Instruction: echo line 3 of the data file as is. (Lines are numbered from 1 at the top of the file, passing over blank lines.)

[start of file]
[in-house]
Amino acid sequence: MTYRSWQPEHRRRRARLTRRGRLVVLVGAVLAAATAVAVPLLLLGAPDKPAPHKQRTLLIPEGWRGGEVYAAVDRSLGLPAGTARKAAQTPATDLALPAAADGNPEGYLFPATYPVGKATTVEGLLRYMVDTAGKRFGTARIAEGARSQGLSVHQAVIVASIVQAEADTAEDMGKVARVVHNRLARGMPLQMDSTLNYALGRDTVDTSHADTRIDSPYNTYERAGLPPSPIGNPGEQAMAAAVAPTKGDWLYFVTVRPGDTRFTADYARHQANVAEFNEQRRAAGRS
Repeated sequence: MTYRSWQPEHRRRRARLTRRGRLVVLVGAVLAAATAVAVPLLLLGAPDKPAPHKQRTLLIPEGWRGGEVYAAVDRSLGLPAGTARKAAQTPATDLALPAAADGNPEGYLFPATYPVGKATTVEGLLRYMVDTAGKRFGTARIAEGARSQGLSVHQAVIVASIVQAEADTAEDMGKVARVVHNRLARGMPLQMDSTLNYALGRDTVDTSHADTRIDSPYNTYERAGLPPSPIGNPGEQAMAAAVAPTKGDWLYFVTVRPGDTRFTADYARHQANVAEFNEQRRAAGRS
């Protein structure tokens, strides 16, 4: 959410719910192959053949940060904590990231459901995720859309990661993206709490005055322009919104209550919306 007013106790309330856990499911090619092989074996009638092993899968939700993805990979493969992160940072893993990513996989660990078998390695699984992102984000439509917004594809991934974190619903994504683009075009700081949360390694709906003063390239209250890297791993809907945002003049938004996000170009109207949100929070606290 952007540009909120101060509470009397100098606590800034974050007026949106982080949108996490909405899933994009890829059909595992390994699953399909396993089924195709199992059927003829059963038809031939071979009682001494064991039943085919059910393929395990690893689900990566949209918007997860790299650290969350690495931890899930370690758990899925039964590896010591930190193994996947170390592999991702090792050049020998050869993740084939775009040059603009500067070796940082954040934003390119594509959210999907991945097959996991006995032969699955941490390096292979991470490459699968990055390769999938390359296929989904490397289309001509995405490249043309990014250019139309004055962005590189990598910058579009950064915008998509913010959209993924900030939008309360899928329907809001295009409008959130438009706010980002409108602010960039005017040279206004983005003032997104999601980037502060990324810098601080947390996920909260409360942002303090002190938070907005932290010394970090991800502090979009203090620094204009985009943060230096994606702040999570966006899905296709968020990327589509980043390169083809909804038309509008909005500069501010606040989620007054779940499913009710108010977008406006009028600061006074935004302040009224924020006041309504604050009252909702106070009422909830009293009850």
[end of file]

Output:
Repeated sequence: MTYRSWQPEHRRRRARLTRRGRLVVLVGAVLAAATAVAVPLLLLGAPDKPAPHKQRTLLIPEGWRGGEVYAAVDRSLGLPAGTARKAAQTPATDLALPAAADGNPEGYLFPATYPVGKATTVEGLLRYMVDTAGKRFGTARIAEGARSQGLSVHQAVIVASIVQAEADTAEDMGKVARVVHNRLARGMPLQMDSTLNYALGRDTVDTSHADTRIDSPYNTYERAGLPPSPIGNPGEQAMAAAVAPTKGDWLYFVTVRPGDTRFTADYARHQANVAEFNEQRRAAGRS